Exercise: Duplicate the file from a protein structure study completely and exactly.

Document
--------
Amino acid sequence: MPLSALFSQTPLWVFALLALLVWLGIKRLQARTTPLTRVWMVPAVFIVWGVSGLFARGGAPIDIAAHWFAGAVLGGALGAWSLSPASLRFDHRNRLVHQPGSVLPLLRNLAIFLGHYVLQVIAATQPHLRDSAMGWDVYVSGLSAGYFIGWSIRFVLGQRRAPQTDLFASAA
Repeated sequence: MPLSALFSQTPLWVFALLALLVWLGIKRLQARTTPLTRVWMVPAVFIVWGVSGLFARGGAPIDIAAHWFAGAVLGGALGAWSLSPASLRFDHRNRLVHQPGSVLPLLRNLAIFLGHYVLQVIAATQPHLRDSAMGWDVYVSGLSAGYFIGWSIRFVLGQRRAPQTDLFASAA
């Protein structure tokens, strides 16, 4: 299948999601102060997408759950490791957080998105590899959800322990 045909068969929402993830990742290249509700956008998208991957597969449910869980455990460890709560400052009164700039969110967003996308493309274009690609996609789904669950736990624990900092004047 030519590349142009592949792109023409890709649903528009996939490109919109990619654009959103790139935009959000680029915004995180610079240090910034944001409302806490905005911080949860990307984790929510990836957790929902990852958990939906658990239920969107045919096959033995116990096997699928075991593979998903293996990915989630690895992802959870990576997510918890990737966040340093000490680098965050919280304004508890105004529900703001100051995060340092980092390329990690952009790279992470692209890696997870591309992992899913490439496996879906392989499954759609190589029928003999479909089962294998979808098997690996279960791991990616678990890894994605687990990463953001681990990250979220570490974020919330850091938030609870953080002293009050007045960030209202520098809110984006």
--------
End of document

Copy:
Amino acid sequence: MPLSALFSQTPLWVFALLALLVWLGIKRLQARTTPLTRVWMVPAVFIVWGVSGLFARGGAPIDIAAHWFAGAVLGGALGAWSLSPASLRFDHRNRLVHQPGSVLPLLRNLAIFLGHYVLQVIAATQPHLRDSAMGWDVYVSGLSAGYFIGWSIRFVLGQRRAPQTDLFASAA
Repeated sequence: MPLSALFSQTPLWVFALLALLVWLGIKRLQARTTPLTRVWMVPAVFIVWGVSGLFARGGAPIDIAAHWFAGAVLGGALGAWSLSPASLRFDHRNRLVHQPGSVLPLLRNLAIFLGHYVLQVIAATQPHLRDSAMGWDVYVSGLSAGYFIGWSIRFVLGQRRAPQTDLFASAA
């Protein structure tokens, strides 16, 4: 299948999601102060997408759950490791957080998105590899959800322990 045909068969929402993830990742290249509700956008998208991957597969449910869980455990460890709560400052009164700039969110967003996308493309274009690609996609789904669950736990624990900092004047 030519590349142009592949792109023409890709649903528009996939490109919109990619654009959103790139935009959000680029915004995180610079240090910034944001409302806490905005911080949860990307984790929510990836957790929902990852958990939906658990239920969107045919096959033995116990096997699928075991593979998903293996990915989630690895992802959870990576997510918890990737966040340093000490680098965050919280304004508890105004529900703001100051995060340092980092390329990690952009790279992470692209890696997870591309992992899913490439496996879906392989499954759609190589029928003999479909089962294998979808098997690996279960791991990616678990890894994605687990990463953001681990990250979220570490974020919330850091938030609870953080002293009050007045960030209202520098809110984006």